12. 12. 11 countries. In general, suppliers have the potential to affect the business as they control production factors (i.e. land & labour) (Grant & Jordan, 2015). However, since Nike outsources its production to a large number of 3rd parties, individual suppliers don’t have a significant bargaining power. 3.2.4 – Power of Customers Nike satisfies its customers through both wholesale and retail direct-to-customer channels (DTC) (Phalguni, 2014). Large wholesale customers can have a degree of bargaining power over Nike. Furthermore, consumer power is linked to price sensitivity (Grant and Jordan, 2015). Nike has often priced itself out of the lower tranches of the consumer pyramid due to inelastic demand, which concerns the closeness of substitutes like Adidas (Willigan, 1992) and Under Armour. 3.2.5 – Threat of Substitutes For Nike, the threat of substitutions is very real. The Business Insider highlights the resurgence of Adidas as key reason behind Nike’s recent drop in growth (Bowman, 2017). The German manufacturer has eaten into Nike’s market shares in several key segments (casual apparel and footwear) and for the very first-time Adidas shoes have performed better than Nike’s AirJordan range – an indicator of the threat of substitutes in a highly competitive industry (Bowman, 2017).
  13. 13. 12 3.3 – Micro Analysis Marketing mix refers to the various tools that help a company in formulating its marketing strategy (Ghauri & Cateora, 2014). Nike has been effectively using these tools to understand its target market and develop value offerings according to customer needs and wants. Considering the 4P’s of the marketing mix, their meaning has to be clarified. Therefore, Fig.5 is used to describe these elements. Fig. 5 - Marketing Mix (Chomiak, 2016 ) Nike has a market capitalization of $91.2 billion as of May 2017 (Forbes.com, 2017). Figure 5 illustrates the outcome of a well implemented marketing mix strategy with the right set of tools. In more details,
  14. 14. 13 3.3.1 - Product Nike is a global company with a portfolio based on Nike Inc. (2017) that includes a vast variety of products of footwear, apparel, equipment, and accessories for men, women, boys and girls. Nike owns 31% of the global footwear market with an average of shoes sales that reach 120,000,000 pairs (Statistic Brain, 2017). Fig. 6 - Nike's Product Range (Nike Inc., 2017) As mentioned in Section 2.2, Nike products are designed for athletes, yet the vast majority of Nike’s product are worn for leisure activities. Due in part to Nike’s maxim of “It is in our nature to innovate” (Farfan, 2017) they have been utilizing modern technology to upgrade and develop the performance of products. Indeed, they are using special materials like Kevlar to create new enhanced products (Campaignlive.co.uk, 2001). Moreover, as part of their marketing orientation Nike places an emphasis • Running • Training • Basketball • Soccer • Tennis • Golf • Baseball • Football • Cricket • Volleyball • Walking • Wrestling • Cheerleading • Aquatic Activities • Hiking • Outdoor Activities • Other Sports • Lifestyle Footwear • Tops • T-shirts • Hoodies • Pullovers • Jackets • Vests • Pants • Tights • Shorts • Surf • Swimwear • Socks • Bags Apparel • Timepieces • Sport Balls • Electronic Devices • Eyewear • Bats • Gloves • Protective Equipment • Golf Clubs • Other Sports Equipment Equipment Nike’s Products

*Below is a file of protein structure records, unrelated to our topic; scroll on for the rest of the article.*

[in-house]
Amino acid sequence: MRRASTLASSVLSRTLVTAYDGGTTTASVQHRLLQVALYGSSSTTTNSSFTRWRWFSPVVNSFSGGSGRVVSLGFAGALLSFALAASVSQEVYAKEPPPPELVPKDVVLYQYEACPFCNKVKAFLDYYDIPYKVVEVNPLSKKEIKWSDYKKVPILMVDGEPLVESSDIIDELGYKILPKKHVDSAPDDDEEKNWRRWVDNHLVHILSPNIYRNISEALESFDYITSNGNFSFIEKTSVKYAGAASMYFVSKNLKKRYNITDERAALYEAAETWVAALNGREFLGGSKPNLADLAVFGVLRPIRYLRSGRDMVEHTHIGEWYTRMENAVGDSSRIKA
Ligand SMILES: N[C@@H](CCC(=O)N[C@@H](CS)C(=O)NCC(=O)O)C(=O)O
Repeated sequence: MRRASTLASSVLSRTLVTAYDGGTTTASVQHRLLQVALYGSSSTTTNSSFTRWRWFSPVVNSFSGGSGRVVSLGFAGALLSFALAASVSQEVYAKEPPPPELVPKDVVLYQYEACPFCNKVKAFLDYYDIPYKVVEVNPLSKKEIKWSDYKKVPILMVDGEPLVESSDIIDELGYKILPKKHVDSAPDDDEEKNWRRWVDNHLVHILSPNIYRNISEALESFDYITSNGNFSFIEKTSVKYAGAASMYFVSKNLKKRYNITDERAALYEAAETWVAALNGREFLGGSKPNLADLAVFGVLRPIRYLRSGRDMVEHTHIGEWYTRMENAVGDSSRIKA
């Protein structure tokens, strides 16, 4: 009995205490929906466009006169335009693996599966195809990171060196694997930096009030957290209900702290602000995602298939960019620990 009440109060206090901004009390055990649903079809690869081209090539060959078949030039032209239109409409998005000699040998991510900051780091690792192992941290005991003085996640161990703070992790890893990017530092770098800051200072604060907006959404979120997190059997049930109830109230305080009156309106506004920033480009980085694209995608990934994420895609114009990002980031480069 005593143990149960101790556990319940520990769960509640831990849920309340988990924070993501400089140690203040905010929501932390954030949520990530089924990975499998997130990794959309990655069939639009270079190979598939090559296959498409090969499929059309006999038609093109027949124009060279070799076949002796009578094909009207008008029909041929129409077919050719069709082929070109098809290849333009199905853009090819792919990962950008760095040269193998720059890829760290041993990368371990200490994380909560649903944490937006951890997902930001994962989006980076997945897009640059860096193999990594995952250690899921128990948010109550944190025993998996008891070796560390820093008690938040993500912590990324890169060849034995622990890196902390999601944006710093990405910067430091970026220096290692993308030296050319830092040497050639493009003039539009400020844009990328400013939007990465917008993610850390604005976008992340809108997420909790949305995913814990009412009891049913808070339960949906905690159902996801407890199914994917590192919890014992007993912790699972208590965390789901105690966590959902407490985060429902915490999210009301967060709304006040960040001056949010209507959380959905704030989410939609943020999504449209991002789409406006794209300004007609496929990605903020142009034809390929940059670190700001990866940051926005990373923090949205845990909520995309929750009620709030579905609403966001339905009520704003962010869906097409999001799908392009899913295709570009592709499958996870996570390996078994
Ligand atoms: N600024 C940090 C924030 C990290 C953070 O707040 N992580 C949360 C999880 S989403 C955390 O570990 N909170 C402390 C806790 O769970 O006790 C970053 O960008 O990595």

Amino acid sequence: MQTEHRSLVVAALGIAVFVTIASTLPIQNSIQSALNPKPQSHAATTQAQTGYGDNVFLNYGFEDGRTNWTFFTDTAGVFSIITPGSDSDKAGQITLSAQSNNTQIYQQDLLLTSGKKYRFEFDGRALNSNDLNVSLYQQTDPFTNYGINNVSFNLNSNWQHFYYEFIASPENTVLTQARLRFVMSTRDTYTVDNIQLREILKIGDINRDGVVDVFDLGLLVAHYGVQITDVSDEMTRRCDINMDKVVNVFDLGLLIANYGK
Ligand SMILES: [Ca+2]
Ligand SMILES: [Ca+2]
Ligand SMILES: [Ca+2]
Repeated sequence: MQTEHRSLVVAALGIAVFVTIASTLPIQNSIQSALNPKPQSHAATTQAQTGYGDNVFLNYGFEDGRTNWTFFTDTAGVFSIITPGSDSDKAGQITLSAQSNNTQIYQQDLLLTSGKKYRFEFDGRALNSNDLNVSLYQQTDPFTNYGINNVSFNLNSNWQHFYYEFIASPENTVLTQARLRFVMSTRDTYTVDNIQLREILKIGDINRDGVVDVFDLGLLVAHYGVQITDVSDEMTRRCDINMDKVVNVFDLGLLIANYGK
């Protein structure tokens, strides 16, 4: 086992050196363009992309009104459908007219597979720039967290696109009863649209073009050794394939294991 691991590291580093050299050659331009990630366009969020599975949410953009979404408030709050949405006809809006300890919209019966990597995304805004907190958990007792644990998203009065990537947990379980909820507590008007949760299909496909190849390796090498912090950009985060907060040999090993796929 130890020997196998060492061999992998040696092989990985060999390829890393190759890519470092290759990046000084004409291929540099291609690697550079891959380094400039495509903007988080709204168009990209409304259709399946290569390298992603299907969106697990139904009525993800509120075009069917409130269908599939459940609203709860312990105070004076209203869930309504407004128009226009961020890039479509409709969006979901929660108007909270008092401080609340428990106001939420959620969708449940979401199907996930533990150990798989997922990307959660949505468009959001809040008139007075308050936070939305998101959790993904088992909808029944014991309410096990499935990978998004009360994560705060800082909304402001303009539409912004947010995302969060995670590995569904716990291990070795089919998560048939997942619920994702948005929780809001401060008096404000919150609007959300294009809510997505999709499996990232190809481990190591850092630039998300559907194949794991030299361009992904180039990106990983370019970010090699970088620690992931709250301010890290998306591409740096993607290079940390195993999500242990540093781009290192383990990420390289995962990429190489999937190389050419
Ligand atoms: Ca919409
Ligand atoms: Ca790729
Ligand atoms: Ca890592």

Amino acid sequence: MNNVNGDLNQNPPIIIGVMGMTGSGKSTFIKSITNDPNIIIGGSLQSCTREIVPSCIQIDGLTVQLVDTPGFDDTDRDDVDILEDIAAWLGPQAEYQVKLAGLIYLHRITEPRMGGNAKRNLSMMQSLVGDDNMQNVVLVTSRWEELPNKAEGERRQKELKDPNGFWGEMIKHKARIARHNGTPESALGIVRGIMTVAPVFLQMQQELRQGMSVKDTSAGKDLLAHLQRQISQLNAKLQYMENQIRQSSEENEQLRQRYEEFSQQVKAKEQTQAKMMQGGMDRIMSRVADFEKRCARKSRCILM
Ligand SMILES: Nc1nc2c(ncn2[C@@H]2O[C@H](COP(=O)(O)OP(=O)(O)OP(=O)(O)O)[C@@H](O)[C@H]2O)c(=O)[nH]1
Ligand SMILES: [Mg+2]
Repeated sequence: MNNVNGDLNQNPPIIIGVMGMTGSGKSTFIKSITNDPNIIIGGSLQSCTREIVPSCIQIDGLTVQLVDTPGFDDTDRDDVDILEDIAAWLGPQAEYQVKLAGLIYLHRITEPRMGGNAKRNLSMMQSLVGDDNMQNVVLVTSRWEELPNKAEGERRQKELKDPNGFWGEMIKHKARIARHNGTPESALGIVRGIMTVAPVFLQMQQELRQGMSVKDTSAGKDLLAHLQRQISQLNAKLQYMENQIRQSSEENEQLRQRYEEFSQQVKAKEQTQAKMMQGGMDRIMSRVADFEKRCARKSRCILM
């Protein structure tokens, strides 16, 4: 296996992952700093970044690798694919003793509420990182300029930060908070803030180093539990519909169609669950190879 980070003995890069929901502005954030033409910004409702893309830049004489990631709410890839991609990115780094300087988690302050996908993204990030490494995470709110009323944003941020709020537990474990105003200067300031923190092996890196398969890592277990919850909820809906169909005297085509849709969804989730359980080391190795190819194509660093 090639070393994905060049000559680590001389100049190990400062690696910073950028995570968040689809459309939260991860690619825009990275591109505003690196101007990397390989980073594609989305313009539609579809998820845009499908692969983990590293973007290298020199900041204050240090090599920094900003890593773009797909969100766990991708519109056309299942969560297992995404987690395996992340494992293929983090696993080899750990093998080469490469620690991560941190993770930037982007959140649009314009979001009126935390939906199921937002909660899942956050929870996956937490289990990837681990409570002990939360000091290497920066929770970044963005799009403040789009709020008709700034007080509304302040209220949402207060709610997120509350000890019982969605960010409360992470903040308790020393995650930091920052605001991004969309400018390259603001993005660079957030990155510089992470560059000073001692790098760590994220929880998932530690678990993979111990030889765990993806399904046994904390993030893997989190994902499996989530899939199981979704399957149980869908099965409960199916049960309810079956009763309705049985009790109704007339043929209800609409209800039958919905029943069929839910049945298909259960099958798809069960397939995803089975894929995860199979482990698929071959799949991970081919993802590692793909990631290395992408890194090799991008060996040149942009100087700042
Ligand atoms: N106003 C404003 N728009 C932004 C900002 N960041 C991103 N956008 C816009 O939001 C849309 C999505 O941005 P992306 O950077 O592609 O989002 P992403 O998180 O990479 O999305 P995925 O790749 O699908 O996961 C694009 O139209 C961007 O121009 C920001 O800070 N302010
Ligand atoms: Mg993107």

15. 15. 14 on customer satisfaction and product personalization. Hence, they offer a variety of colours, sizes and designs (MBA Skool-Study.Learn. Share., n.d.). However, recently they are trying to extend their from tangible commodities to digital services like smart watches (Apple Watch Nike+), which assist customers to train and to keep records of their training sessions. Mitchell (2012) points out that Nike transcends the tangibility of products and expands user experience by creating a digital product that customers can use and interact with, called NikeId. 3.3.2 - Price Nike is the sportswear and sport-equipment global market leader that has successfully competed amongst other established internationalised companies in the world like Adidas, Reebok etc. According to Pratap (2017), Nike is capable of adjusting and setting prices higher than its competitors. Nike’s premium products and market segmentation permit premium charges. Based on Nike’s President and CEO Mark Parker, Nike is focusing on increasing shareholder dividends (Investors.nike.com, 2014). Consequently, pricing favours increasing the growth of the profit margin rather than reducing product price for consumers. Nike’s marketing strategy and price controls are influenced by customer loyalty and the emotional connections between consumer and premium products (Willott, 2017). 3.3.3 - Place In 2016 Nike owned 700 stores globally and was active in 45 different countries (Statistic Brain, 2017). However, Ahmed et al. (2016) mentions that Nike positions its product in multiple ways using either independent distributors or through Nike’s exclusive stores. In the US market Nike owns 20,000 retail accounts and distributes its products in approximately 200 countries. On an international level, Nike has independent distributors. In recent times, as internet technology has grown, Nike based its channel of distribution on e-commerce.